For these experiences it becomes extremely important to obtain a full treatment history in all patients who manifest diffuse pulmonary infiltrates. Despite these findings, the timing of the drug administration in relationship to the development of this complication points to its role in the causation of the event. However, it is reported that the pulmonary effects of cytotoxic drugs, such as bleomycin or mitomycin, occurs several months following completion of therapy [10]. The use of oxygen in high concentrations during an unrelated surgery in a patient who was treated previously with bleomycin, and, possibly, other cytotoxic drugs, can result in an acute pulmonary syndrome years after the initial drug exposure [11,12].
Another drug that we could not exclude our suspicion, according to the timing of administration, is propofol, though such toxicity has not been reported previously in the literature. The patient underwent total gastrectomy 3 months ago with same anesthetic method and total infused dose of propofol was twice more than that of this instance. In the endotoxic rat model, pretreatment and simultaneous treatment with propofol provided protection against acute lung injury by inhibiting the TGF-beta1-Smad2 dependent pathway [13].
Transbronchial lung biopsy was intentionally not performed in our patient because of the characteristic finding of DAH (i.e. progressively diffuse hemorrhage) in the beginning. Also, the need for mechanical ventilation and the severity of respiratory failure precluded us from obtaining the biopsy at that point of time. Performing a surgical lung biopsy, although useful in confirming DAH, is generally not suitable to identify the underlying causes [14].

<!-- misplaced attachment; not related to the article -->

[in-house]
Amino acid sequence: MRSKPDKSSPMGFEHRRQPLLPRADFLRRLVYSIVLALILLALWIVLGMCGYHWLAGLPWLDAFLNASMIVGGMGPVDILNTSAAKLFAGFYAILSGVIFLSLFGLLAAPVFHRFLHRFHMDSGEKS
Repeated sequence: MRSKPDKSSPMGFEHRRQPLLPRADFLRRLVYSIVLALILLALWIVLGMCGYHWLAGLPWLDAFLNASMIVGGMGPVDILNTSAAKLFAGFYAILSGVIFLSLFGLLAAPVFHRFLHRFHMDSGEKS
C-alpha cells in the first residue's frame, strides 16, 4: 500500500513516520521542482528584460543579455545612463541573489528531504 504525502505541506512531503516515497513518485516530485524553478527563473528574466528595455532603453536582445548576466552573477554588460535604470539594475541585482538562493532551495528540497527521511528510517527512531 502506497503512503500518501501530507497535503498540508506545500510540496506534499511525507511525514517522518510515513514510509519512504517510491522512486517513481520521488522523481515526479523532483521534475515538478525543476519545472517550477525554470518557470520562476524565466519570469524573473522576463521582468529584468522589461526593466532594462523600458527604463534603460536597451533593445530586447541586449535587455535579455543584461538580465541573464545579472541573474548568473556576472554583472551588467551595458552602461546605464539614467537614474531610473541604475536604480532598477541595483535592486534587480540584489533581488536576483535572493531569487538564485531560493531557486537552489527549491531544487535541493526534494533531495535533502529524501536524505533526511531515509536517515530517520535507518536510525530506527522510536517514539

DAH is always a potentially life-threatening situation. Consequently, the first goal in the management of patients with DAH is to achieve or preserve stability of the respiratory status. An urgent bronchoscopy is recommended in patients whose diagnosis is uncertain. A possible management protocol should include supplemental oxygen, bronchodilators, reversal of any coagulopathy, intubation, protective strategies for the less involved lung, and mechanical ventilation. If therapy targets the autoimmune destruction of alveolar capillary membrane and the coexisting autoimmune condition, the application of corticosteroids and immunosuppressive agents should be considered.
This case report describes the unexpected hemoptysis following surgical procedures in patients who underwent recent chemotherapy. This uncommon complication should be considered in the differential diagnosis of unknown etiology of hypoxia during peri-operative periods. The prevalence of this form of pulmonary hemorrhage in patients receiving S-1 chemotherapy is unclear at this time. However, several clinical cases describing such diffuse interstitial pulmonary injury have been reported.
The objective of this write-up is to prime the clinicians on this occurrence and to increase the awareness of the fact that S-1 has the potential to cause lung injury when it is included in chemotherapy. Furthermore, the patients' medication history should be taken into a careful consideration for perioperative evaluation especially in patients with pulmonary complications.


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Fig. 1
Fiberoptic bronchoscope showed the generally diffuse fresh blood at bronchial trees.
Fig. 2
Preoperative chest PA film appeared within normal limits (A) but postoperative chest AP view demonstrated the bilateral diffuse patchy infiltrates (B).
Fig. 3
Chest CT scan taken 1 week after the hemoptysis episode demonstrated multifocal minimal fibrosis and ground glass opacities to be regarded as fibrotic sequel of nonspecific inflammation.